there is also a magical power in many human voices singing the same song… weaving, fieldworking, around campfires, at parties, in concerts (pop or proms), etc etc? :)

  3. It would appear that the Thee at the end of this verse is the Christian god. Which I (as a devout agnostic) would say diminishes it. However, even we agnostics believe in some kind of eternal verity. It is just that we see it as human, not divine. On the beach at crack of dawn I might be tempted to sing this (from The Incredible String band) on Adam’s behalf:
    May the long time sun shine on you
    All love surround you
    And the pure light within you
    Guide your way on

  4. Hi,
    John picked one of my all-time favourite songs but I think the last line is ‘Guide you all the way on’ – a great wish for anyone. Thanks Adam for the link to the original lyrics which made me realise that the hymn from my childhood had been changed with the last two verses chopped and put together. As far as I remember the hymn ended ‘Tis only the splendour of light hideth Thee.’ I wonder why certain lines were edited out? Perhaps the lines referring to the heart were too personal? It’s a shame as I quite like the balancing of ‘veil’ and ‘vile’. I came back to faith later in life (very unfashionably) and so the reference to ‘fountains of goodness and love’ is precious to me. Charles Wesley has to be my favourite hymn writer.

  5. On John’s point, it is certainly a hymn (first line is Immortal, Invisible, God Only Wise), but there is nothing distinctively Christian in it – at least, not in the versions that turn up in the hymn books now. Rather the sentiment is pantheistic (“To all life Thou givest, to both great and small/ In all life Thou livest, the true life of all”), and the characteristics that it attributes to God are ones that would be recognised by Jews and Moslems just as much as Christians (and quite possibly by Buddhists and Hindus too). It’s a favourite at religious occasions that are trying not to embarrass anyone (and none the worse for that).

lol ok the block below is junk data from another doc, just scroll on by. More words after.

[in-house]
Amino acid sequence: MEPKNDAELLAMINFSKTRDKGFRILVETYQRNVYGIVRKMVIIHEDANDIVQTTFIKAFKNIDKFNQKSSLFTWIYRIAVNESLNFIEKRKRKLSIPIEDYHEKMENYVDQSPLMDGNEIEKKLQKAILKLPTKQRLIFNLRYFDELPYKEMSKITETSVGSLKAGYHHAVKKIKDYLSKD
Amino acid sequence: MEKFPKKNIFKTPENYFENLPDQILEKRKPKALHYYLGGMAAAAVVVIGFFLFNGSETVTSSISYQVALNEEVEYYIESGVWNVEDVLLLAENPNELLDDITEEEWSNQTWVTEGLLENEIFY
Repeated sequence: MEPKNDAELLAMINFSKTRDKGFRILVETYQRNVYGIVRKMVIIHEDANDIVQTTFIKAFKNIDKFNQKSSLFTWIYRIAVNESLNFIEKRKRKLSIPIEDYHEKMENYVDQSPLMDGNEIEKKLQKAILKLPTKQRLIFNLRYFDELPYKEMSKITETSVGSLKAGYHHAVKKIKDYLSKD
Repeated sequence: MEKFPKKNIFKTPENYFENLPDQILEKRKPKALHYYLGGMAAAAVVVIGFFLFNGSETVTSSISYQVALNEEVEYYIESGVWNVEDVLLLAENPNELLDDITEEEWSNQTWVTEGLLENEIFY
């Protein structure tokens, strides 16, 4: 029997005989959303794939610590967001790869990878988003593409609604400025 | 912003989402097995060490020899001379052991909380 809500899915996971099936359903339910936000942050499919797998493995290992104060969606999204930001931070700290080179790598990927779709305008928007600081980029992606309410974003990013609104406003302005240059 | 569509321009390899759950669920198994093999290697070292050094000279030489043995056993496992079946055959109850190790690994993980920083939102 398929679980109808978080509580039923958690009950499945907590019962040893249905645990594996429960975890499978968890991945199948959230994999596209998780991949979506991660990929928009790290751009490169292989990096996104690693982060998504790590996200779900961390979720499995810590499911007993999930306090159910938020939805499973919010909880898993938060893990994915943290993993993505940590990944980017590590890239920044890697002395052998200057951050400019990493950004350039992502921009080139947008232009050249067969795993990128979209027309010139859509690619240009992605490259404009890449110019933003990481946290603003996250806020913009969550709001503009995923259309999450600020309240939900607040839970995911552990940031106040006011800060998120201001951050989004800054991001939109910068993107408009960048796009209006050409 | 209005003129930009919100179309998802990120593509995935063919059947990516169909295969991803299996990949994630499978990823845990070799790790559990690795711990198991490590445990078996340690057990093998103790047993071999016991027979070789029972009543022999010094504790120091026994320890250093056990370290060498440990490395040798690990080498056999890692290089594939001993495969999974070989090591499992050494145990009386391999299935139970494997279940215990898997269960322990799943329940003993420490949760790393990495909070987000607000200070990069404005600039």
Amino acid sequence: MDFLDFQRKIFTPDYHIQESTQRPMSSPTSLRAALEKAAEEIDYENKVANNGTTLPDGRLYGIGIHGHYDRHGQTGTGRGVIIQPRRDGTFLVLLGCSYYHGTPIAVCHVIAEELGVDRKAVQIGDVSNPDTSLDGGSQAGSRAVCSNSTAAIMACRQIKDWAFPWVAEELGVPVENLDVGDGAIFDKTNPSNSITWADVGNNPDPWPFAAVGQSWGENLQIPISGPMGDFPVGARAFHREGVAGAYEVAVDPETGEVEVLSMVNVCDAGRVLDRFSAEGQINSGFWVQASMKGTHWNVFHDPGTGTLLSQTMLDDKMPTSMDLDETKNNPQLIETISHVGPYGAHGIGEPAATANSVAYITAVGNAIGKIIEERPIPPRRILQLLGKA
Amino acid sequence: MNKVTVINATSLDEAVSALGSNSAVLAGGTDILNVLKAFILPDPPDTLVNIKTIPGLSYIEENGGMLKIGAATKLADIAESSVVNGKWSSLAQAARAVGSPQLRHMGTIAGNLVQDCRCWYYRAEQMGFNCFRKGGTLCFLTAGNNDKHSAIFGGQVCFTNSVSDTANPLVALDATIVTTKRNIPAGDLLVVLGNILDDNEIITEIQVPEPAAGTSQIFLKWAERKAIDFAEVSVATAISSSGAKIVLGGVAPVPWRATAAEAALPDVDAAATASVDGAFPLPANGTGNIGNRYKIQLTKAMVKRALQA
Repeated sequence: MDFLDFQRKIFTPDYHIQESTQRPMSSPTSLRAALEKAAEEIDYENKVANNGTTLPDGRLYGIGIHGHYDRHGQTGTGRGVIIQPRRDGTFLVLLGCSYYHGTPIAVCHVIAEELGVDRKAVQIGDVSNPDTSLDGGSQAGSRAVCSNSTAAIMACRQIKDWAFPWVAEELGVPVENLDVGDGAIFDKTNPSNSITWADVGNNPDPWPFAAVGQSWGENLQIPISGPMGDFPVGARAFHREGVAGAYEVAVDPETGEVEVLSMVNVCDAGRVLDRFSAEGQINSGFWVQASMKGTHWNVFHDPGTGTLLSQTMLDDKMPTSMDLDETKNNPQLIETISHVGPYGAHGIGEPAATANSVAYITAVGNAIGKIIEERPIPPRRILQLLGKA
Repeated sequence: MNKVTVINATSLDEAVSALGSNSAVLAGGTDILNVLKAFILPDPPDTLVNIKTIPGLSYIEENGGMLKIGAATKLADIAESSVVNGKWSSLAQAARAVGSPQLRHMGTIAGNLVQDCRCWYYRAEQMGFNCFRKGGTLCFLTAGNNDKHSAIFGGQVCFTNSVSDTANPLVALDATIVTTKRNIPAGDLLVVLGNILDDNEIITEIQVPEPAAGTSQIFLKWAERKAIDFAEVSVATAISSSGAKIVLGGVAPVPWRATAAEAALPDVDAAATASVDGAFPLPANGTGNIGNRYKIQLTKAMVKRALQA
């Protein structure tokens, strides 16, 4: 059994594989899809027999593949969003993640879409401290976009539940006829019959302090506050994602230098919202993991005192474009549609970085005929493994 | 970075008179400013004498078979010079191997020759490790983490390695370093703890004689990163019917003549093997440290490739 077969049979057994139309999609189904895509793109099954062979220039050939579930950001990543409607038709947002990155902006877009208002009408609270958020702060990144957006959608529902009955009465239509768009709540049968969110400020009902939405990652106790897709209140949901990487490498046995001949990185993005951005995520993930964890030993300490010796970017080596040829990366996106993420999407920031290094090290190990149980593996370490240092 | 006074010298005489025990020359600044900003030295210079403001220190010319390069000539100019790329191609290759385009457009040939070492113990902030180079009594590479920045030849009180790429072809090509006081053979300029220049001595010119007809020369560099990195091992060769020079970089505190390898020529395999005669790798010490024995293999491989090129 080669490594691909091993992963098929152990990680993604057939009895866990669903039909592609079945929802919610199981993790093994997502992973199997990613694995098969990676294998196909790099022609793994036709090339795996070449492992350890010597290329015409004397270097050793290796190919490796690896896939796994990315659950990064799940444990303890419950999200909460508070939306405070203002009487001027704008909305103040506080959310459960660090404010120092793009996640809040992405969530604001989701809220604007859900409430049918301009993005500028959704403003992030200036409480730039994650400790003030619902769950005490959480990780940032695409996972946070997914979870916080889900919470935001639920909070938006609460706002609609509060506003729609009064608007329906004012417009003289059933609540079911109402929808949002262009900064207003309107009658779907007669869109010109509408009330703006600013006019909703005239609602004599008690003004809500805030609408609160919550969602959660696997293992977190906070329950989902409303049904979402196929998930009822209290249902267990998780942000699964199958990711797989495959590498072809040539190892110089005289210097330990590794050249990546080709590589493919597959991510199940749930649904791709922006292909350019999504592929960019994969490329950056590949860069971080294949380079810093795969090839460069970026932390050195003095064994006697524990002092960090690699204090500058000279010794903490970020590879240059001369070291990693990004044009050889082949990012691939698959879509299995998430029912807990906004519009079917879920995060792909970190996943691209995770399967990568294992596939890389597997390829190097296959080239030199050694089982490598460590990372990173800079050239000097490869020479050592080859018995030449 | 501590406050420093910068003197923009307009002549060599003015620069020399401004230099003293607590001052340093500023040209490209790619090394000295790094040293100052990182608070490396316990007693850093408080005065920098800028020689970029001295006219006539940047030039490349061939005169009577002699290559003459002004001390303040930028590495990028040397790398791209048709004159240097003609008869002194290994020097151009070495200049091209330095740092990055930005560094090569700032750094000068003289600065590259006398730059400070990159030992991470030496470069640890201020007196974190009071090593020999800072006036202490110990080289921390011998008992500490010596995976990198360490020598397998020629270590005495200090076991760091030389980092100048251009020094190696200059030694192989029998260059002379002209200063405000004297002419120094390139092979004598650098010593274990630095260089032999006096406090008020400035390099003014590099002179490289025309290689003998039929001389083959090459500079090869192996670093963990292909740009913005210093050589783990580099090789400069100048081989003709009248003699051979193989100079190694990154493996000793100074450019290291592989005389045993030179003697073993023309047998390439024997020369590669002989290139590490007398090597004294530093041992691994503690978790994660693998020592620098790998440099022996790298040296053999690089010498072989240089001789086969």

But Adam, I wonder if you underrate the importance of the tune in keeping the words lodged in your memory. I find it almost impossible to recite the words without singing them; the words and tune are simply inseparable. The characteristics you identify in the language – simple, basic, pure – are just as true of the tune, and they reinforce each other. Would you remember the words if you had not sung them?

    1. That inseparability (did I just coin that word ?) of the lyric and the music certainly applies to the song from The Incredible String Band. I can hear the music in my head as I type this. The title of the song is A Very Cellular Song and I have it on an LP compilation that seems not to have resurfaced on CD. I don’t know about digital sources of music, I could barely cope with how small a CD is compared to an LP. My first source of music I have not heard but may not want to buy is YouTube.

      1. I am not at all familiar with this song but I am with the thoughts. But your blog reminds me of my own story. It took me years to throw off the shackles of the Catholic indoctrination I grew up with. I went through a crisis of realisation that the spirit world is everywhere. I found Jung’s psychology something of my new home as it gave me a structure to understand my experience. The experience of my own unconscious, partly through my dreams (during sleep), was enlightening. I believe the divine is within each one of us. Jesus was a person who had a strong realisation of that. Probably Mohammed, Buddha etc also had that realisation. That brings a certain surreal-ness (is there such a word?), awe, wonder and ……… Communion?